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'Public appointments rules need to be simplified' Sir David Normington, Commissioner for Public Appointments

'Public appointments rules need to be simplified' Sir David Normington, Commissioner for Public Appointments

News Release issued by the COI News Distribution Service on 28 June 2011

Issued by the News Distribution Service on behalf of The Commissioner for Public Appointments

Sir David Normington, the independent Commissioner for Public Appointments, today launched a consultation on the way Ministerial appointments to public bodies are regulated.

The consultation, which will run until September, sets out proposals for reform which aim to simplify the current regulatory system and encourage wider fields of applicants.

Sir David said:

"Public bodies spend over £30 billion each year and are responsible for many issues that directly affect the safety, protection and well being of the public. It is important to our economy and wider public life that Ministers are able to appoint the very best people - selected on merit after a fair and open process - to these posts and that the public can have confidence that cronyism and political patronage have not played a part.

"The gains made in the last fifteen years in these areas must be protected and built upon. But there is also dissatisfaction with the complexity of the processes which have developed for regulating these appointments with a perception that the focus is on getting the process right rather than getting the best outcome.

"Having spoken to large numbers of those involved in public appointments since I took up post in April, I am clear that the regulatory system is now ready for a major overhaul to return it to something clearer, simpler and more focused on the basic job of getting the best candidates from a strong and diverse field."

Sir David continued:

"The proposals in my consultation document represent a significant shift in the approach to public appointments regulation. The new system would be founded on three simple principles: merit, fairness and openness. It would be simpler, stripped of all but the essential processes required to uphold the principles. And it would be risk based, focussing oversight where the risks are greatest.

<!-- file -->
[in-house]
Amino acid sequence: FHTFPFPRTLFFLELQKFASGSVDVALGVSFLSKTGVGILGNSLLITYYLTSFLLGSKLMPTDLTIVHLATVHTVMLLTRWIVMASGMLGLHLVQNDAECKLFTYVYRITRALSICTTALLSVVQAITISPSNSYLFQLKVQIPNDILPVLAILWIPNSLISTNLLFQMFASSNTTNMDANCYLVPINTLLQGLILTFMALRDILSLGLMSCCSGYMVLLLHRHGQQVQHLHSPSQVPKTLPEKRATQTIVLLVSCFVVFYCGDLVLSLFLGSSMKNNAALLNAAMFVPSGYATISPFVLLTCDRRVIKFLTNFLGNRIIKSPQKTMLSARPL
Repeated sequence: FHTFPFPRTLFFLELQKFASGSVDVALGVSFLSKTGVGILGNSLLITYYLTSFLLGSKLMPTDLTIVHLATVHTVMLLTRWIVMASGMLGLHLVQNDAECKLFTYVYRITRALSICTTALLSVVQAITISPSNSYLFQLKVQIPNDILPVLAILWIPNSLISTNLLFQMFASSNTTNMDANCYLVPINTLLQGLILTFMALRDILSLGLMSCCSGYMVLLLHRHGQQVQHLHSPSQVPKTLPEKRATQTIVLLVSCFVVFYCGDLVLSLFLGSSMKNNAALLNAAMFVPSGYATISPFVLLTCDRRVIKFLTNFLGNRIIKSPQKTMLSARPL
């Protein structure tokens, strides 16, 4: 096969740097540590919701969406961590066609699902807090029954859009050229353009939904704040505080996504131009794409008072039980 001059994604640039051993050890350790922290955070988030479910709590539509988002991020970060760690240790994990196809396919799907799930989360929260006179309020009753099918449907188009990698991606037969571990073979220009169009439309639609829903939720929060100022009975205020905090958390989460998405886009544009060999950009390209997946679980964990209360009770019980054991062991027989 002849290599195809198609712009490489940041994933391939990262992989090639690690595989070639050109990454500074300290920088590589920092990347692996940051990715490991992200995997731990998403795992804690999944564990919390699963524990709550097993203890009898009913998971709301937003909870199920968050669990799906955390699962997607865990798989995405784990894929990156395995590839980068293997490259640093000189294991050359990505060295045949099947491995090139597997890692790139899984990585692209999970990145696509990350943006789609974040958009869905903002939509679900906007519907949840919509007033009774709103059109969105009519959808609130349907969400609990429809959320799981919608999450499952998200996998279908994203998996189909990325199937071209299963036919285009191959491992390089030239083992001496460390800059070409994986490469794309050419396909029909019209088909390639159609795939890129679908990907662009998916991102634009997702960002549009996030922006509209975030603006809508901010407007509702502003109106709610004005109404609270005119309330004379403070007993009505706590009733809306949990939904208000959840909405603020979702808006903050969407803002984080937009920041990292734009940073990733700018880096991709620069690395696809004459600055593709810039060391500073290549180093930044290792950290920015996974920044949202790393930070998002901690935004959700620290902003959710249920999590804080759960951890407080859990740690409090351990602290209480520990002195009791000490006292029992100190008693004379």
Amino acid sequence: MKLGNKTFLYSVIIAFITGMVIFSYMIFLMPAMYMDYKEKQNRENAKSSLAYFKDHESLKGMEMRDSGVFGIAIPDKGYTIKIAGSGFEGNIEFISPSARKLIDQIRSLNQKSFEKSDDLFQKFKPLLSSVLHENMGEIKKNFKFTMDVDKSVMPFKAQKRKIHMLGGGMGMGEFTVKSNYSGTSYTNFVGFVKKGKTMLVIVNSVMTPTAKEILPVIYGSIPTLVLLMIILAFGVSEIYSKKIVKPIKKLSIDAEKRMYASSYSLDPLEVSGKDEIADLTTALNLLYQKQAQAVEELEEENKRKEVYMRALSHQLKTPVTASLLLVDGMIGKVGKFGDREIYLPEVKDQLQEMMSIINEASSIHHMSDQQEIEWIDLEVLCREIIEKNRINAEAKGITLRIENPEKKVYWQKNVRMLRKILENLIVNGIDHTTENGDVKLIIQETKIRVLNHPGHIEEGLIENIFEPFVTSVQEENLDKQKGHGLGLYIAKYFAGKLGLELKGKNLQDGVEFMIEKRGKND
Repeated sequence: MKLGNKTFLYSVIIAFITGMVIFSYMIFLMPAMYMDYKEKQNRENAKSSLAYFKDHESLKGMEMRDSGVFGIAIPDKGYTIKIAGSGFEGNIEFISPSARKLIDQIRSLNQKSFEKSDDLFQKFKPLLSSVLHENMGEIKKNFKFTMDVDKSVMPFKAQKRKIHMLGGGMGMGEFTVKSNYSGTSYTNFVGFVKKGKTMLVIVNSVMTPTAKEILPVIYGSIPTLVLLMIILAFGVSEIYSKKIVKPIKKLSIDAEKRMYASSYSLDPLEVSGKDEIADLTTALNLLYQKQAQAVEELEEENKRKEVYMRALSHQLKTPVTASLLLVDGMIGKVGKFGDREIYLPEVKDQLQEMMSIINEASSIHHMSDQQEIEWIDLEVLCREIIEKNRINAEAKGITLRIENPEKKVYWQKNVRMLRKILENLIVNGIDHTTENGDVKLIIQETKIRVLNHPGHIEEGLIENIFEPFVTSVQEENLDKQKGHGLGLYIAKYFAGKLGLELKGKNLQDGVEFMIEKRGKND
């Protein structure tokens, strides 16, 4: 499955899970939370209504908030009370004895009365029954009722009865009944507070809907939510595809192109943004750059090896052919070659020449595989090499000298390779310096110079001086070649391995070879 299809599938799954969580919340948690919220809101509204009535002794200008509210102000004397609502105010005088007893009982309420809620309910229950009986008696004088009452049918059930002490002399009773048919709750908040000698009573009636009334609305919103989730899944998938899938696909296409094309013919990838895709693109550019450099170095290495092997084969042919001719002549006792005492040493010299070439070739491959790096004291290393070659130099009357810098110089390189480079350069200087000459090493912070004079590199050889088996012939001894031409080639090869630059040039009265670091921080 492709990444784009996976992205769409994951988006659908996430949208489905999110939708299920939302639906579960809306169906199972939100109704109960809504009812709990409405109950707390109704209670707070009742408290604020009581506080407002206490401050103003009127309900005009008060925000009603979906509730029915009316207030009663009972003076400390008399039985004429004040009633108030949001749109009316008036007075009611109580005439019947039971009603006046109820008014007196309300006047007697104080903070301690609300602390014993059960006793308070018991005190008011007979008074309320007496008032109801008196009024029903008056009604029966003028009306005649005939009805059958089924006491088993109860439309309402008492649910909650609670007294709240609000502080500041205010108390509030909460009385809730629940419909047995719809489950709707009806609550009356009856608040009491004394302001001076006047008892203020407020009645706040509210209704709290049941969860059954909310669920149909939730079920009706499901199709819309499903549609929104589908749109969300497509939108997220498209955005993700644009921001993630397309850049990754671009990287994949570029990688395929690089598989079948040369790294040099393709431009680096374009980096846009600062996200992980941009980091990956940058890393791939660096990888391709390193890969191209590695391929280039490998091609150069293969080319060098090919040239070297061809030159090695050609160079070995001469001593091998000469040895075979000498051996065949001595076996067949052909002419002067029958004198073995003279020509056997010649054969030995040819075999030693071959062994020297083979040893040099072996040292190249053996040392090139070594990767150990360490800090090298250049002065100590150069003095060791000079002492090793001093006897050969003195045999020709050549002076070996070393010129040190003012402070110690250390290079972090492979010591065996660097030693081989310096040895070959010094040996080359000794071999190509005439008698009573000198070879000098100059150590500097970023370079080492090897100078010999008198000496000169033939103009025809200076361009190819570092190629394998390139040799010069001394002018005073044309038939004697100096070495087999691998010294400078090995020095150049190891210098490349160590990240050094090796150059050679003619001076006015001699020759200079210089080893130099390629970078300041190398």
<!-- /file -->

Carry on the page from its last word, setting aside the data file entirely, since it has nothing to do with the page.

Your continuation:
"Such a shift places responsibility more firmly with Government Departments, who will be held accountable for making successful appointments. This will require some significant improvements in their capability. The consultation includes a challenge to them to up their game and proposes a centre of excellence to promote best practice and widen the pool of suitable applicants. It argues for all Ministerial appointments to permanent public bodies and statutory office to be regulated and calls on Departments to justify why any such appointments should not be made on merit after a fair and open process.

"I have three simple aims. I want to protect and build upon the progress since the original Nolan report in reducing patronage and cronyism. I want the public and Parliament to have confidence that the fundamental principles of merit, fairness and openness are being upheld. Above all I want everyone focussed on how we get strong and diverse fields from which the best candidates are appointed. I hope this consultation paper will start an active and lively debate about how this is achieved and I would like to hear from anyone who has something to say."

To download a copy of the consultation document or to find out more about the work of the Commissioner for Public Appointments go to: http://publicappointmentscommissioner.independent.gov.uk

Notes to Editors 1. Media enquiries about the work of the Commissioner for Public Appointments should go to Maggie O'Boyle on 07880 740627

2. Sir David Normington was appointed Commissioner for Public Appointments for England and Wales and 1st Civil Service Commissioner on 1 April 2011.

3. The post of Commissioner for Public Appointments was created in 1995 following a report by the Committee on Standards in Public Life, chaired by Lord Nolan.

4. The Commissioner for Public Appointments regulates the processes by which Ministers (including Welsh Assembly Government Ministers) make appointments to the boards of national and regional public bodies. He also currently regulates appointments processes in relation to some bodies in Northern Ireland. For more information about the Commissioner's remit go to: http://publicappointmentscommissioner.independent.gov.uk


Contacts:

NDS Enquiries
Phone: For enquiries please contact the issuing dept
ndsenquiries@coi.gsi.gov.uk

Maggie O'Boyle
Phone: 0207 276 2594
Mobile: 07880 740627
maggieob1@btinternet.com

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